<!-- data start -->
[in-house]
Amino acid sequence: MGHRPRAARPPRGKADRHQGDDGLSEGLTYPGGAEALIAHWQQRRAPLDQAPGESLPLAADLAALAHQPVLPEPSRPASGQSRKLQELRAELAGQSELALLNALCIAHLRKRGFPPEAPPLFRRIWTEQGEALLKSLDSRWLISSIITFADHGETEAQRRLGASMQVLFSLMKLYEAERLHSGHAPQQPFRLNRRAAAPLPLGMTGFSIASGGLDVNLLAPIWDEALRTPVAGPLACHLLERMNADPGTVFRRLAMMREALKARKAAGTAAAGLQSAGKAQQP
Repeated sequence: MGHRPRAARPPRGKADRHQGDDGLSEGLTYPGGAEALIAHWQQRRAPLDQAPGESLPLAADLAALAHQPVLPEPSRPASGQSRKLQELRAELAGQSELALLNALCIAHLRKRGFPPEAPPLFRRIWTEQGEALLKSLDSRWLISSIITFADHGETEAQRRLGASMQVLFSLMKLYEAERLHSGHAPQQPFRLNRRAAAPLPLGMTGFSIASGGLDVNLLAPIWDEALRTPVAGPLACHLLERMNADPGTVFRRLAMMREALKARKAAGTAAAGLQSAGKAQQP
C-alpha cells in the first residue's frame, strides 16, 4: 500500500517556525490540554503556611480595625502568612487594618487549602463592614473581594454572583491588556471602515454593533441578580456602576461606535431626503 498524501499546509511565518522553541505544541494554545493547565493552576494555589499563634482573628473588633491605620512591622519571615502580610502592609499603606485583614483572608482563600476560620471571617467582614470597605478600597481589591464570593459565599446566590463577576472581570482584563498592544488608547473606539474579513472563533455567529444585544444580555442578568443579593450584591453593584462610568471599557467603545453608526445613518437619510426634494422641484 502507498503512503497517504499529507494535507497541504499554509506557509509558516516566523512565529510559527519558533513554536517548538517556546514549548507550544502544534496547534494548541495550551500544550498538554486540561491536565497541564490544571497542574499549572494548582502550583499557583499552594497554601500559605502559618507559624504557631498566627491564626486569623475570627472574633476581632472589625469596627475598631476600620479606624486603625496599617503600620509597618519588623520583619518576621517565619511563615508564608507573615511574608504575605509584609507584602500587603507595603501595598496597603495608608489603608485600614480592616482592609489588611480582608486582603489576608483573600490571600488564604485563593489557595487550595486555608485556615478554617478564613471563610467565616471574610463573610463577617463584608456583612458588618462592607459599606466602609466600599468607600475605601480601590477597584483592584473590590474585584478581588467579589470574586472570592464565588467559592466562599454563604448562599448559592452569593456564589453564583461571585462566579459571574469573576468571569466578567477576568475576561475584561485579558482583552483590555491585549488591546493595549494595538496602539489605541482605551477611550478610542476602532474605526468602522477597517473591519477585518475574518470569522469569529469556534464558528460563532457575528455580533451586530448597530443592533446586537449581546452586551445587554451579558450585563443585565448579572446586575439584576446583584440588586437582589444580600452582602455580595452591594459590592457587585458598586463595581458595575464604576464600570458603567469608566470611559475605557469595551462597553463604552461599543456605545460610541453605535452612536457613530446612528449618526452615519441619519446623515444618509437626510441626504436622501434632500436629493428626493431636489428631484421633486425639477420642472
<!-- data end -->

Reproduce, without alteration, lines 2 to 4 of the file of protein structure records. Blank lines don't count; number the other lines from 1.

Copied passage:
Amino acid sequence: MGHRPRAARPPRGKADRHQGDDGLSEGLTYPGGAEALIAHWQQRRAPLDQAPGESLPLAADLAALAHQPVLPEPSRPASGQSRKLQELRAELAGQSELALLNALCIAHLRKRGFPPEAPPLFRRIWTEQGEALLKSLDSRWLISSIITFADHGETEAQRRLGASMQVLFSLMKLYEAERLHSGHAPQQPFRLNRRAAAPLPLGMTGFSIASGGLDVNLLAPIWDEALRTPVAGPLACHLLERMNADPGTVFRRLAMMREALKARKAAGTAAAGLQSAGKAQQP
Repeated sequence: MGHRPRAARPPRGKADRHQGDDGLSEGLTYPGGAEALIAHWQQRRAPLDQAPGESLPLAADLAALAHQPVLPEPSRPASGQSRKLQELRAELAGQSELALLNALCIAHLRKRGFPPEAPPLFRRIWTEQGEALLKSLDSRWLISSIITFADHGETEAQRRLGASMQVLFSLMKLYEAERLHSGHAPQQPFRLNRRAAAPLPLGMTGFSIASGGLDVNLLAPIWDEALRTPVAGPLACHLLERMNADPGTVFRRLAMMREALKARKAAGTAAAGLQSAGKAQQP
C-alpha cells in the first residue's frame, strides 16, 4: 500500500517556525490540554503556611480595625502568612487594618487549602463592614473581594454572583491588556471602515454593533441578580456602576461606535431626503 498524501499546509511565518522553541505544541494554545493547565493552576494555589499563634482573628473588633491605620512591622519571615502580610502592609499603606485583614483572608482563600476560620471571617467582614470597605478600597481589591464570593459565599446566590463577576472581570482584563498592544488608547473606539474579513472563533455567529444585544444580555442578568443579593450584591453593584462610568471599557467603545453608526445613518437619510426634494422641484 502507498503512503497517504499529507494535507497541504499554509506557509509558516516566523512565529510559527519558533513554536517548538517556546514549548507550544502544534496547534494548541495550551500544550498538554486540561491536565497541564490544571497542574499549572494548582502550583499557583499552594497554601500559605502559618507559624504557631498566627491564626486569623475570627472574633476581632472589625469596627475598631476600620479606624486603625496599617503600620509597618519588623520583619518576621517565619511563615508564608507573615511574608504575605509584609507584602500587603507595603501595598496597603495608608489603608485600614480592616482592609489588611480582608486582603489576608483573600490571600488564604485563593489557595487550595486555608485556615478554617478564613471563610467565616471574610463573610463577617463584608456583612458588618462592607459599606466602609466600599468607600475605601480601590477597584483592584473590590474585584478581588467579589470574586472570592464565588467559592466562599454563604448562599448559592452569593456564589453564583461571585462566579459571574469573576468571569466578567477576568475576561475584561485579558482583552483590555491585549488591546493595549494595538496602539489605541482605551477611550478610542476602532474605526468602522477597517473591519477585518475574518470569522469569529469556534464558528460563532457575528455580533451586530448597530443592533446586537449581546452586551445587554451579558450585563443585565448579572446586575439584576446583584440588586437582589444580600452582602455580595452591594459590592457587585458598586463595581458595575464604576464600570458603567469608566470611559475605557469595551462597553463604552461599543456605545460610541453605535452612536457613530446612528449618526452615519441619519446623515444618509437626510441626504436622501434632500436629493428626493431636489428631484421633486425639477420642472